Clearly, the full facts of the case were not within the printer's purlieu and, instead, phrases familiar from other shipwreck ballads - shorthand, as it were - 'briny sea', 'dreadful roll' 'mountains high' and so on … act as replacement. In this respect, whilst there is no absolute consistency, characteristic phrases such as 'watery grave', 'mountains high', 'sweet and pleasant gale'; 'briny sea'; and thunder that 'roll'd' and lightning that 'flash'd' are liberally sprinkled through shipwreck text whatever the particular circumstances.8
John Forth's Pocklington issue parallels that of Fordyce in all but small orthographic detail and not much of that.9 Such follows Fordyce quite closely - like Forth introducing only the one or two orthographic changes.10 Talbot, though, in Cambridge, altered several phrases (as well as adding his own title). His second line is 'While I unfold concerning the dangers of the seas', the number of females is given in figure form as '108'; apostrophes in Fordyce are cancelled 'sailed', for example, and 'grieved'…all this, principally, in the first part of the ballad, conforming more closely towards the end: nothing, then, untoward and without changing the course of the narrative or the essential imagery.11
Such definitely printed after the event (on copy the Bodleian actually gives his dates as 1863-1885) and it is likely that John Forth did so too since one recalls that it was his father, William, who printed up until 1844 in Bridlington and John, in Pocklington, is not on record before that time. Henry Talbot had just started printing (1832) from an address in Sussex Street, Cambridge12 although there is nothing on any of his extant ballads that would give us a clue to precise dating. The change in title may just suggest that Talbot came to the piece as it already existed, or why would Forth and Such have adopted the Fordyce pattern, rather than that from Talbot? Fordyce's details for the piece we know and he may well have been the progenitor of the piece. At least in this instance, there is no sign of either Catnach or Pitts and any claim for Fordyce allows credit for first appearance outside the capital (subject, always, to further enquiry, of course).
We can but add that, apart from being issued, apparently, at both conveniently historical and unhistorical times, the particular piece upholds convention as we are coming to expect with most pieces connected to transportation; and, in similar ways, to other shipwreck ballads. That is to say: the mode of presentation and, in particular, phraseology are characteristic of much balladry that takes as subject-matter verifiable events but adheres to well-worn epithets of description not necessarily commensurate with actuality and designed, it seems, to elicit response from a public whose collective mind, it seems, ran to acceptance of the same generality - to familiar theme, archetype and imagery.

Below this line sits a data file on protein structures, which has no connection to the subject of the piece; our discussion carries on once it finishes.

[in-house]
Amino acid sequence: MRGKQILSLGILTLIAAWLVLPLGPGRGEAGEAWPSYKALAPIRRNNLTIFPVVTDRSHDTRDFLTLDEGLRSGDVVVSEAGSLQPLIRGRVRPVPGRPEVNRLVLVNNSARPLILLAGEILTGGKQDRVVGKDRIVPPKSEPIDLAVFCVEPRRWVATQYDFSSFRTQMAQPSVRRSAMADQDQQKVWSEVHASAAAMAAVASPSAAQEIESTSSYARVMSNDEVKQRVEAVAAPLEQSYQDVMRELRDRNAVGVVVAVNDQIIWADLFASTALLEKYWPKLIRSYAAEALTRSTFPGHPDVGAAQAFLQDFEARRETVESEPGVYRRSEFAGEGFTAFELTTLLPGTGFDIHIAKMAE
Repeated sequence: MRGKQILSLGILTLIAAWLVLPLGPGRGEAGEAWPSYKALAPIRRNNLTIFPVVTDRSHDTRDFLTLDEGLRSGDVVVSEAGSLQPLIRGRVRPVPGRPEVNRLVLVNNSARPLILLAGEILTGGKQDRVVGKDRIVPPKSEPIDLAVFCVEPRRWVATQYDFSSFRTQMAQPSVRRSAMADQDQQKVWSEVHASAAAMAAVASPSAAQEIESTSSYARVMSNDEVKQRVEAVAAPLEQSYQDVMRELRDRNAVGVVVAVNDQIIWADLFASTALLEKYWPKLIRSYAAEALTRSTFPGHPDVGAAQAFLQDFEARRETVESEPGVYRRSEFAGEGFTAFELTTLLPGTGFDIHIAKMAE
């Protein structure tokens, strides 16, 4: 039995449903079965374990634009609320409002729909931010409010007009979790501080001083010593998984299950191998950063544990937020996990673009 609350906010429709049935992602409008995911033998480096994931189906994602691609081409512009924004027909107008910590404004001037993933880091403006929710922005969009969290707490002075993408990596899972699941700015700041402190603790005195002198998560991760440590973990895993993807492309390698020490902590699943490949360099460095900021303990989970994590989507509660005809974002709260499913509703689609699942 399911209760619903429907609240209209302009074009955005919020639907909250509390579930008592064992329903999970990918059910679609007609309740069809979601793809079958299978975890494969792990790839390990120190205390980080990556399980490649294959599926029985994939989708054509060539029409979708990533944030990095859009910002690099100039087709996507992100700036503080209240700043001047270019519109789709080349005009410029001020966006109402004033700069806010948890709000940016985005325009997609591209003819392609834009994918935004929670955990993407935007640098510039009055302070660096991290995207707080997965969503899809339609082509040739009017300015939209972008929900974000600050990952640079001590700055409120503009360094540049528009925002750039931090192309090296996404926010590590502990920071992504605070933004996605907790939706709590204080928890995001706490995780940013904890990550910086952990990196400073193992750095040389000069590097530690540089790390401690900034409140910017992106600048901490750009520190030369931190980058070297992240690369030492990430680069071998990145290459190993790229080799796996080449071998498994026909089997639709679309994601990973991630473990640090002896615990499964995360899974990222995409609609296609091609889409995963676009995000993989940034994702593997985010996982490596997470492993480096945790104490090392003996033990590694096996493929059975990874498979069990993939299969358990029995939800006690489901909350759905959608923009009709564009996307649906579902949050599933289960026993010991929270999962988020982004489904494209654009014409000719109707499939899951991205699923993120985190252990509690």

Roly Brown - 26.8.06
Oradour sur Vayres, France
2. See, for transportation, MT articles 176 (Transports), 178 (Botany Bay) and 181 (Van Diemen's Land); and Enthusiasms 49, 50 and 51 for glosses on articles.
3. Charles Bateson's The Convict Ships (Glasgow, Brown Son and Ferguson, 1985 edn.) is our best guide and references to ships named here can be found on pp.124-131 (Guardian), 248-252 (Neva), 252-261 (George Third) 261-264 (Hine).
4. Charles Bateson, op cit, gives a measured account of events on pp. 126-131. Robert Hughes gives his version in The Fatal Shore (London, Harvill Press, 1998 p/b edn.), pp.135-137, noting that the voyage was 'the worst in the whole history of penal transportation'.
5. The NLS piece may be found on the web in The Word on the Street (http:/www.nls.uk/broadsides/broadside.cfm/id/1465/criteria/Female).
6. Charles Bateson's account of the loss of Amphitrite bears out the details in the NLS piece, op cit, pp.246-248.
7. See Bodleian Allegro archive as Johnson Ballads 1947.
8. Phrases quoted in text come from a random selection of pieces in the following order: 'watery grave' or 'graves' from Loss of the 'Ville de Havre', Melancholy Loss of the Ship 'Tagus', Loss of the Ship Francis Spede, Wreck of the Northfleet and Copy of verses on the wreck of the 'Mary Anne'; 'mountains high' from Loss of the Ship Francis Spede, its companion piece The Loss of the Francis Spaight and The wreck of the Steam-Ship Cambria; 'sweet and pleasant gale' from the same three ballads and Wreck of the Ship Washington (and 'pleasant gale' from Copy of verses on the wreck of the 'Mary Anne'); 'briny sea' from Melancholy Loss of the Ship 'Tagus'; thunder that 'roll"d' and lightning that 'flash'd' from Loss of the Betsey and Copy of verses on the wreck Of The 'Mary Anne' Similarly, calls on God's mercy often occur - Ville de Havre, Tagus, Spede and in Copy of Verses on the Wreck of the Atlantic all to be found, amongst many others, in the Bodleian Allegro archive. The writer of the NLS piece discussed above, incidentally, also used the phrase 'mountains high' in describing the sea.
9. See Bodleian Allegro archive as Firth c. 13(277).
10. See Bodleian Allegro archive as Firth c. 11(78).
11. See Madden Reel 86, Number 71.
12. Detail of printing dates is either surmised from copy or as given in the British Book Trade Index and, for Forth, correspondence with Steve Gardham (Hull).